A sailor whose courage under fire more than 45 years ago is credited with preventing Israeli air and naval forces from sinking the USS Liberty with all hands during the Six Day War died Aug. 11, a little more than five years after he was awarded the Silver Star for his actions.
James Terry Halbardier, then an Electronics Technician 3rd Class, braved continuing hostile fire to run a coaxial cable line across the deck so that the radio room could link to an antenna and get out a message to the U.S. Sixth Fleet, according to his Silver Star citation.
"I think the attack would have continued until we were sunk," retired Navy Lt. Cmdr. James Ennes said. He believes the Israelis were monitoring all communications from the Navy ship and heard the fleet reply that "help was on the way."
Israel has long claimed the attack was a case of mistaken identity. The U.S. State Department has never accepted that explanation and Congress has never investigated the attack.
Ernie Gallo, a communications technician aboard Liberty in 1967, said Halbardier's daughter plans to inter his ashes at Arlington National Cemetery next year on June 8, the anniversary of the attack.
"He's going to be sorely missed," Gallo said. "He was not only a shipmate but a good friend. Most of us feel we would not be here now if it was not for him."
Gallo said ship communications were jammed during the first phase of the attack -- the fighter jet assault -- but opened up briefly in the moments they actually strafed the ship. With the exception of a single antenna, which was not even being used, the rest of the array was destroyed or otherwise inoperable.
"Under fire [Halbardier] ran this coaxial cable to the antenna," Gallo said on Monday. "Once it was connected we were able to call up a voice circuit with the USS Saratoga, who received our Mayday."
As this was happening, Gallo said Israeli helicopters had moved in and he could see troops on board. He said they appeared ready to "take the rest of us out."
But then they pulled away, he said. Like Ennes, Gallo believes the Israelis realized their attack was now known to the Fleet.
However, no U.S. aircraft responded. Twice jets scrambled into the sky but were recalled.
Ennes said the ship would have gone down with all hands if Halbardier had not acted. The ship's dead numbered 34 after the attack, with another 171 wounded. Its skipper, Capt. William McGonagle, was awarded the Medal of Honor for his actions to keep the ship afloat while he was seriously wounded.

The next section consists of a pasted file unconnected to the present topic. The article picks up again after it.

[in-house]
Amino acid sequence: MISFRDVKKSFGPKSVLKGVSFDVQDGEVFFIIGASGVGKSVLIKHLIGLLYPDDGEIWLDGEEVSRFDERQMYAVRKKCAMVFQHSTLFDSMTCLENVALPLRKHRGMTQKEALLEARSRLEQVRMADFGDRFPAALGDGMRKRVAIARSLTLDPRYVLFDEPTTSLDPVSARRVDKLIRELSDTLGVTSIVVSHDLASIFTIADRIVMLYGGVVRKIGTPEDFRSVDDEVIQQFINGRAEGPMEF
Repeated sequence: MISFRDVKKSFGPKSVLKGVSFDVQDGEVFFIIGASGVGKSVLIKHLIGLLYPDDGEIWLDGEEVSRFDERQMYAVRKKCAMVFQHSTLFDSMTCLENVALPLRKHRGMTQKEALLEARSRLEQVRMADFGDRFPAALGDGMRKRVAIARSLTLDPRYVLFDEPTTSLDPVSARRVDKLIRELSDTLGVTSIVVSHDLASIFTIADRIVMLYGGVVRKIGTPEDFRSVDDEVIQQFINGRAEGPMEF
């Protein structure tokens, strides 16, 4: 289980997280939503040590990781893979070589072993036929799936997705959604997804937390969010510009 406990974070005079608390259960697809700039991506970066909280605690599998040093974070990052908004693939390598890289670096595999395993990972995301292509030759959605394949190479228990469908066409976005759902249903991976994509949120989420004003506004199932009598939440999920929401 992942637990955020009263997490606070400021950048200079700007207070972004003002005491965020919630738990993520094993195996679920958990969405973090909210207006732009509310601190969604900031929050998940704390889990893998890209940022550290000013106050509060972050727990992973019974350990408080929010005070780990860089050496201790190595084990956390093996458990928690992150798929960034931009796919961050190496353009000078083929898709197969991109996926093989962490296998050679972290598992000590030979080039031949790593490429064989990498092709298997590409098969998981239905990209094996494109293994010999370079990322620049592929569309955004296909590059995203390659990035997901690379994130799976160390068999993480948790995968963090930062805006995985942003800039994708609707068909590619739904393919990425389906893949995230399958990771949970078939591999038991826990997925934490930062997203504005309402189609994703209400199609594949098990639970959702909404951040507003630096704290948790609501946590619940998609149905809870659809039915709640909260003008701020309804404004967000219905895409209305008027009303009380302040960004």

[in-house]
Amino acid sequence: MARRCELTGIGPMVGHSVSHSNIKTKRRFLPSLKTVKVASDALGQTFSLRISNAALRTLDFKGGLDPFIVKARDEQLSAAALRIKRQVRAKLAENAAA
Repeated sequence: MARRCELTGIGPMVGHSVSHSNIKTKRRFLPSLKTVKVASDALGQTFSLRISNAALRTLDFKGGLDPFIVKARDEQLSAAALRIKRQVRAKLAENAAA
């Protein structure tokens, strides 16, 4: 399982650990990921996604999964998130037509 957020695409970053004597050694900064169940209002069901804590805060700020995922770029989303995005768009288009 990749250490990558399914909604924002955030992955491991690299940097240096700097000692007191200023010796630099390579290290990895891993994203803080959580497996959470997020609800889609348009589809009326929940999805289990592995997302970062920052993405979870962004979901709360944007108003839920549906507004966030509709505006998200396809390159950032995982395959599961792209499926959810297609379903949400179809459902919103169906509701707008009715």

In addition, according to former USS Liberty Association president Joe Meadors, crew awards included two Navy Crosses, 11 Silver Stars, 20 Bronze Stars, nine Navy Commendation Medal, 208 Purple Hearts, 294 Combat Action Ribbons, the Presidential Unit Citation and the National Security Agency Exception Service Civilian Award.
Halbardier was presented with the Silver Star in 2009 after Ennes began pushing for the medal. Ennes, then an ensign and the electrical materials officer, was Halbardier's supervisor.
Ennes laughs now to remember that Halbardier had actually asked his permission to run the cable.
"My femur was broken from the first rocket strike" on the ship, he said. "Terry came up to me when I was on a stretcher, where I'd been carried down to a passageway. He asked if I thought it would be okay if he could go up and fix one of the antennas -- they were all shot down or the wires [to them] were destroyed.
"I said, 'by all means, but try and do it between [strafing runs], and be careful,' " Ennes recalled.
It was Ennes who nominated Halbardier for the Silver Star -- the military's third-highest award for combat valor -- back in 2009. It was only a few years before then that Halbardier finally received the Purple Heart he earned. It came in the mail.
The Silver Star was presented to Halbardier by Rep. Devin Nunes, R-California, at his district office in Visalia.
"Terry's actions aboard the USS Liberty undoubtedly saved the lives of many of his fellow sailors," Nunes told Military.com in a statement on Monday. "His medals may have come late, but Liberty crewmembers knew all along that Terry was a bona fide American hero -- and that is how he will be remembered."
Israel has long maintained that the attack was a case of mistaken identity. The State Department never accepted the Israeli explanation and Congress has never investigated.
Lawmakers have largely relied on a Navy court of inquiry report that concluded the attack was accidental, even though the court's work has been slammed as a whitewash for years, including by the retired Navy attorney assigned to it.
Ennes said Halbardier's Silver Star, because it was awarded too many years later, reads differently than the other award citations related to the attack on Liberty. Unlike the others, Halbardier's actually identifies the attackers as Israeli.
"Since I wrote the citation I was really afraid that if I put 'attacked by Israel' that it would kill the whole thing," he said."But I put it in. Fortunately, it slipped through. Even the captain's Medal of Honor [citation] doesn't say Israel."
-- Bryant Jordan can be reached at firstname.lastname@example.org.
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